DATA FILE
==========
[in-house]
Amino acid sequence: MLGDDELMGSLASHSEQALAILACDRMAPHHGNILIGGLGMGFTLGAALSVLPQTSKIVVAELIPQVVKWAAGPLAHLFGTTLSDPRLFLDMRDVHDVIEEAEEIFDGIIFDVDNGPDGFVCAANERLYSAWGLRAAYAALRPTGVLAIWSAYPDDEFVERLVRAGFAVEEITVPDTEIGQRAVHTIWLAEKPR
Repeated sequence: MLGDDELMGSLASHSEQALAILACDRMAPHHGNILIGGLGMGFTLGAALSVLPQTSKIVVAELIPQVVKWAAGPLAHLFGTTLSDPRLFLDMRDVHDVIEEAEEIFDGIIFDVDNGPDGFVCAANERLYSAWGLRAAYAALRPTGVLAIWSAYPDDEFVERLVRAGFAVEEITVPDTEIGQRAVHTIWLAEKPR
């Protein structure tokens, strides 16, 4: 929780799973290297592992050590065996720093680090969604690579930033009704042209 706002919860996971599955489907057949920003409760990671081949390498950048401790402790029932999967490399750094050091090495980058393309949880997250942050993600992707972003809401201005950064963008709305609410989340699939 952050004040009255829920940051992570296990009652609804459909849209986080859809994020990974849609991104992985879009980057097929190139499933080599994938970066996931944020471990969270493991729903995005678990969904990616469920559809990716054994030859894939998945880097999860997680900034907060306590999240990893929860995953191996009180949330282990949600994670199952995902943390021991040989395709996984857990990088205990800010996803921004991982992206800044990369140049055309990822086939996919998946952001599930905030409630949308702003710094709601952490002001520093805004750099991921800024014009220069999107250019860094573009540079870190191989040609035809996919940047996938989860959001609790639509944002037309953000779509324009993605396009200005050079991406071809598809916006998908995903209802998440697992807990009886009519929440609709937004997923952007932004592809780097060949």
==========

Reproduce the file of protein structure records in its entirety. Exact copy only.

[in-house]
Amino acid sequence: MLGDDELMGSLASHSEQALAILACDRMAPHHGNILIGGLGMGFTLGAALSVLPQTSKIVVAELIPQVVKWAAGPLAHLFGTTLSDPRLFLDMRDVHDVIEEAEEIFDGIIFDVDNGPDGFVCAANERLYSAWGLRAAYAALRPTGVLAIWSAYPDDEFVERLVRAGFAVEEITVPDTEIGQRAVHTIWLAEKPR
Repeated sequence: MLGDDELMGSLASHSEQALAILACDRMAPHHGNILIGGLGMGFTLGAALSVLPQTSKIVVAELIPQVVKWAAGPLAHLFGTTLSDPRLFLDMRDVHDVIEEAEEIFDGIIFDVDNGPDGFVCAANERLYSAWGLRAAYAALRPTGVLAIWSAYPDDEFVERLVRAGFAVEEITVPDTEIGQRAVHTIWLAEKPR
């Protein structure tokens, strides 16, 4: 929780799973290297592992050590065996720093680090969604690579930033009704042209 706002919860996971599955489907057949920003409760990671081949390498950048401790402790029932999967490399750094050091090495980058393309949880997250942050993600992707972003809401201005950064963008709305609410989340699939 952050004040009255829920940051992570296990009652609804459909849209986080859809994020990974849609991104992985879009980057097929190139499933080599994938970066996931944020471990969270493991729903995005678990969904990616469920559809990716054994030859894939998945880097999860997680900034907060306590999240990893929860995953191996009180949330282990949600994670199952995902943390021991040989395709996984857990990088205990800010996803921004991982992206800044990369140049055309990822086939996919998946952001599930905030409630949308702003710094709601952490002001520093805004750099991921800024014009220069999107250019860094573009540079870190191989040609035809996919940047996938989860959001609790639509944002037309953000779509324009993605396009200005050079991406071809598809916006998908995903209802998440697992807990009886009519929440609709937004997923952007932004592809780097060949």